''Let me explain it for the readers, because I'm pretty smart,'' says ''School of Rock'''s Jack Black. ''Not only does 'Shark Tale' mean 'shark story,' it also means, like, the back end of a shark. Like 'shark tail.' See?'' Gotcha. Actually, once upon a time, this computer-created cartoon confection -- the latest from Shrek distributor DreamWorks, and the first produced by the studio's Southern California animation unit -- went by the more menacing moniker ''Sharkslayer.'' But during ''Shark Tale'''s three-year development swim, the film evolved, thanks in large part to the comic casting of Will Smith and Black. The ''I, Robot'' action hero plays Oscar, a little fish whose big mouth gets him in trouble with mobbed-up great whites, led by Don Lino (Robert De Niro, naturally). Oscar finds a buddy in Don Lino's son, Lenny (Black), who not only has no appetite for ''the life''...but he's also a vegetarian. ''In the beginning,'' says producer Bill Damaschke, ''we set out to make a movie a little more noir, perhaps a little darker than where we've landed.''
Indeed, stuffed to the gills with jokey Mafia movie references, ''Shark Tale'' sports less naturalistic 3-D animation than, oh, say, ''Finding Nemo'' (from DreamWorks archenemies Disney and Pixar). While both films were produced concurrently, Damaschke says, ''The only thing they have in common is that they both take place underwater.''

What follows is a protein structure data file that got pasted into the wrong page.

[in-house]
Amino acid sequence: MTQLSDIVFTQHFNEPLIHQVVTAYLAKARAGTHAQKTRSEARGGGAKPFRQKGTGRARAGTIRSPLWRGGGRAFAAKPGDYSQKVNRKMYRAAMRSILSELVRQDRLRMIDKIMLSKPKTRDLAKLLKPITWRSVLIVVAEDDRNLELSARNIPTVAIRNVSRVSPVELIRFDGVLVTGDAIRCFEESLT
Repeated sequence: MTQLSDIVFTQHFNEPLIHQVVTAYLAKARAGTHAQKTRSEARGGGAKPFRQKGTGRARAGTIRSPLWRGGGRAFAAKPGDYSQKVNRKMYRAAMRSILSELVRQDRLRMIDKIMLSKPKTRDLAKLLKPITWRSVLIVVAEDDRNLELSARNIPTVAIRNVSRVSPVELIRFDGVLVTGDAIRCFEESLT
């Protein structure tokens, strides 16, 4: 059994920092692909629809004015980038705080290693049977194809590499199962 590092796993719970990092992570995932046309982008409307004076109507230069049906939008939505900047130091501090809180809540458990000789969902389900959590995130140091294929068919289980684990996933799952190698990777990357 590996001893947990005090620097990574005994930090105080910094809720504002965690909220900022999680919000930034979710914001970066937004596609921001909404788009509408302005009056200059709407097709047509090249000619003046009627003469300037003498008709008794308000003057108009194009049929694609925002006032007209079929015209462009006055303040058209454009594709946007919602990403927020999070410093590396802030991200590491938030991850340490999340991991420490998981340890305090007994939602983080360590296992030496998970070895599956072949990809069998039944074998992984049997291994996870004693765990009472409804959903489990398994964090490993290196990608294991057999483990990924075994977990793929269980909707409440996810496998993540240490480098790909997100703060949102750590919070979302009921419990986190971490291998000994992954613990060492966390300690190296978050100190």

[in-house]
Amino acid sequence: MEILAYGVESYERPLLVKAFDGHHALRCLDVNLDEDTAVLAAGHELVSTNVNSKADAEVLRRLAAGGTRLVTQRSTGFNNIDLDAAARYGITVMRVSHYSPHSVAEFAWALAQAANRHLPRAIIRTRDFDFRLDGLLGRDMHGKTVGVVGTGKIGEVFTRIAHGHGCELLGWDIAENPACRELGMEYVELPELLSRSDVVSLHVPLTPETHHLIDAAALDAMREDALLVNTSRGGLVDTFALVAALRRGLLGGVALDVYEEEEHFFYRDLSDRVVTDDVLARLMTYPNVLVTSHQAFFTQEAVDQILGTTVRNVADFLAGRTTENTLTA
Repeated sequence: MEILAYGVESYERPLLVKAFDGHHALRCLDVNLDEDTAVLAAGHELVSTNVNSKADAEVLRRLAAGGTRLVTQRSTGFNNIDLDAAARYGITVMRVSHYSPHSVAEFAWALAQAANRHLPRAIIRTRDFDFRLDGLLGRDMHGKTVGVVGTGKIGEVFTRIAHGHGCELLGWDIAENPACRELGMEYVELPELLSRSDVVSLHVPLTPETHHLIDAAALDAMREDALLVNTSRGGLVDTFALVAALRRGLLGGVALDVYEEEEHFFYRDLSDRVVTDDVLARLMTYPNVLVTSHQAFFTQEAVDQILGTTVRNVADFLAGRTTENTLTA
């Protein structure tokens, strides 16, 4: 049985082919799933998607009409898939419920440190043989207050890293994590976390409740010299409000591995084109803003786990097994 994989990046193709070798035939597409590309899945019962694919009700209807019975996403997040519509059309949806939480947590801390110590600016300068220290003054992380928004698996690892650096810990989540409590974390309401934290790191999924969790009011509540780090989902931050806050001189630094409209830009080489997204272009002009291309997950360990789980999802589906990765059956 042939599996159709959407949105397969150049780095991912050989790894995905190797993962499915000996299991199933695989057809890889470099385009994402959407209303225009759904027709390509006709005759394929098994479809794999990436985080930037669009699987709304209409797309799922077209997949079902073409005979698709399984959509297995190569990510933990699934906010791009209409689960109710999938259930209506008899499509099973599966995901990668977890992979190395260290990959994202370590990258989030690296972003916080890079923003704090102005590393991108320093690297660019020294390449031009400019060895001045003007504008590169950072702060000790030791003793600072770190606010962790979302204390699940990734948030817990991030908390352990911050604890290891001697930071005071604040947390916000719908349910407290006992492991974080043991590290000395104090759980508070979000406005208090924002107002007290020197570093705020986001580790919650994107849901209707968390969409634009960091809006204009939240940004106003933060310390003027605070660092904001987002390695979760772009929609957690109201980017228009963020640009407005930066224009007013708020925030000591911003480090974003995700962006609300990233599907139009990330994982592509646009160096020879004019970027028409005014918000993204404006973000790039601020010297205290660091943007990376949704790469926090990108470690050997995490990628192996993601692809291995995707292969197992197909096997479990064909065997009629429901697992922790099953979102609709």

''Shark Tale'' is ''very contemporary. Our reef is a fantasy underwater version of New York or Chicago. If you've seen our character design, our actors have crept very purposely into their alter egos.'' Case in point: Martin Scorsese's Sykes, a blowhard puffer fish. ''I'm not really acting. It's me. The fish even has big eyebrows!'' says the director, who improvised many of his scenes with longtime collaborator De Niro.
Black, meanwhile, praises the production for plying him with shrimp scampi burritos and rotisserie chicken during his nine vocal sessions (''I can't bring the rocket sauce without some fuel'') and says fans should expect some Tenacious D-lish riffs. ''There are some straight-up Jack Blackisms. I'll let you figure out which ones.''
WHAT'S AT STAKE For DreamWorks Animation, which has just filed to go public, a chance to reel in investor confidence.